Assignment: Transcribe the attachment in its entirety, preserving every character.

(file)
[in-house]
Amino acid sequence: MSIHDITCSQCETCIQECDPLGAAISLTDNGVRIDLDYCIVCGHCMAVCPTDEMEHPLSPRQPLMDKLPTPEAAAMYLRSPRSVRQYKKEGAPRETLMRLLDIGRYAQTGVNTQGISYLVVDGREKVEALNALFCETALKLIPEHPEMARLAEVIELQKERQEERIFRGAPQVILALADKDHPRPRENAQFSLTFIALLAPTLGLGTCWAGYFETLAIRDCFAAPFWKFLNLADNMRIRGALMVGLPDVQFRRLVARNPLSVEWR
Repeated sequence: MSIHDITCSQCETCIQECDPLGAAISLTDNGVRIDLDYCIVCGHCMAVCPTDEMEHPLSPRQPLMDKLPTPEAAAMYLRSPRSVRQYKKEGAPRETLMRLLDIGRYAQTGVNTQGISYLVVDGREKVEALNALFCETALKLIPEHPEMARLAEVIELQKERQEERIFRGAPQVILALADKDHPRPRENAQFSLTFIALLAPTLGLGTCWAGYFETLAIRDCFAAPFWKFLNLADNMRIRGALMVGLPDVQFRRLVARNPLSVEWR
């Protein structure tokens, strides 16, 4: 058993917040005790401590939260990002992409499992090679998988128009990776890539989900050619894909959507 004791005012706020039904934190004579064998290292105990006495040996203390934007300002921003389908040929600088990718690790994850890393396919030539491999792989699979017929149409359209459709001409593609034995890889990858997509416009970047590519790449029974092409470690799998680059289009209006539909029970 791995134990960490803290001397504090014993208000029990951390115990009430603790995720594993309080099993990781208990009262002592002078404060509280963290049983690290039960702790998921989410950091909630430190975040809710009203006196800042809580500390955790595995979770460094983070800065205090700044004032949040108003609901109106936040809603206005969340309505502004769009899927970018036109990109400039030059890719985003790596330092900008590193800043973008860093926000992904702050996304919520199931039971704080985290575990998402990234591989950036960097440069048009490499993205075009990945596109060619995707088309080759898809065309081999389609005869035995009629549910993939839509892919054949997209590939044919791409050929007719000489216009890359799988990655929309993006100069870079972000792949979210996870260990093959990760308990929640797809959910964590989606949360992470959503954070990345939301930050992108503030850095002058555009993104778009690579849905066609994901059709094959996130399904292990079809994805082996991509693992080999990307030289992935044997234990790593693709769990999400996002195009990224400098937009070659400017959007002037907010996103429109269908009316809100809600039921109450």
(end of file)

[in-house]
Amino acid sequence: MSIHDITCSQCETCIQECDPLGAAISLTDNGVRIDLDYCIVCGHCMAVCPTDEMEHPLSPRQPLMDKLPTPEAAAMYLRSPRSVRQYKKEGAPRETLMRLLDIGRYAQTGVNTQGISYLVVDGREKVEALNALFCETALKLIPEHPEMARLAEVIELQKERQEERIFRGAPQVILALADKDHPRPRENAQFSLTFIALLAPTLGLGTCWAGYFETLAIRDCFAAPFWKFLNLADNMRIRGALMVGLPDVQFRRLVARNPLSVEWR
Repeated sequence: MSIHDITCSQCETCIQECDPLGAAISLTDNGVRIDLDYCIVCGHCMAVCPTDEMEHPLSPRQPLMDKLPTPEAAAMYLRSPRSVRQYKKEGAPRETLMRLLDIGRYAQTGVNTQGISYLVVDGREKVEALNALFCETALKLIPEHPEMARLAEVIELQKERQEERIFRGAPQVILALADKDHPRPRENAQFSLTFIALLAPTLGLGTCWAGYFETLAIRDCFAAPFWKFLNLADNMRIRGALMVGLPDVQFRRLVARNPLSVEWR
């Protein structure tokens, strides 16, 4: 058993917040005790401590939260990002992409499992090679998988128009990776890539989900050619894909959507 004791005012706020039904934190004579064998290292105990006495040996203390934007300002921003389908040929600088990718690790994850890393396919030539491999792989699979017929149409359209459709001409593609034995890889990858997509416009970047590519790449029974092409470690799998680059289009209006539909029970 791995134990960490803290001397504090014993208000029990951390115990009430603790995720594993309080099993990781208990009262002592002078404060509280963290049983690290039960702790998921989410950091909630430190975040809710009203006196800042809580500390955790595995979770460094983070800065205090700044004032949040108003609901109106936040809603206005969340309505502004769009899927970018036109990109400039030059890719985003790596330092900008590193800043973008860093926000992904702050996304919520199931039971704080985290575990998402990234591989950036960097440069048009490499993205075009990945596109060619995707088309080759898809065309081999389609005869035995009629549910993939839509892919054949997209590939044919791409050929007719000489216009890359799988990655929309993006100069870079972000792949979210996870260990093959990760308990929640797809959910964590989606949360992470959503954070990345939301930050992108503030850095002058555009993104778009690579849905066609994901059709094959996130399904292990079809994805082996991509693992080999990307030289992935044997234990790593693709769990999400996002195009990224400098937009070659400017959007002037907010996103429109269908009316809100809600039921109450």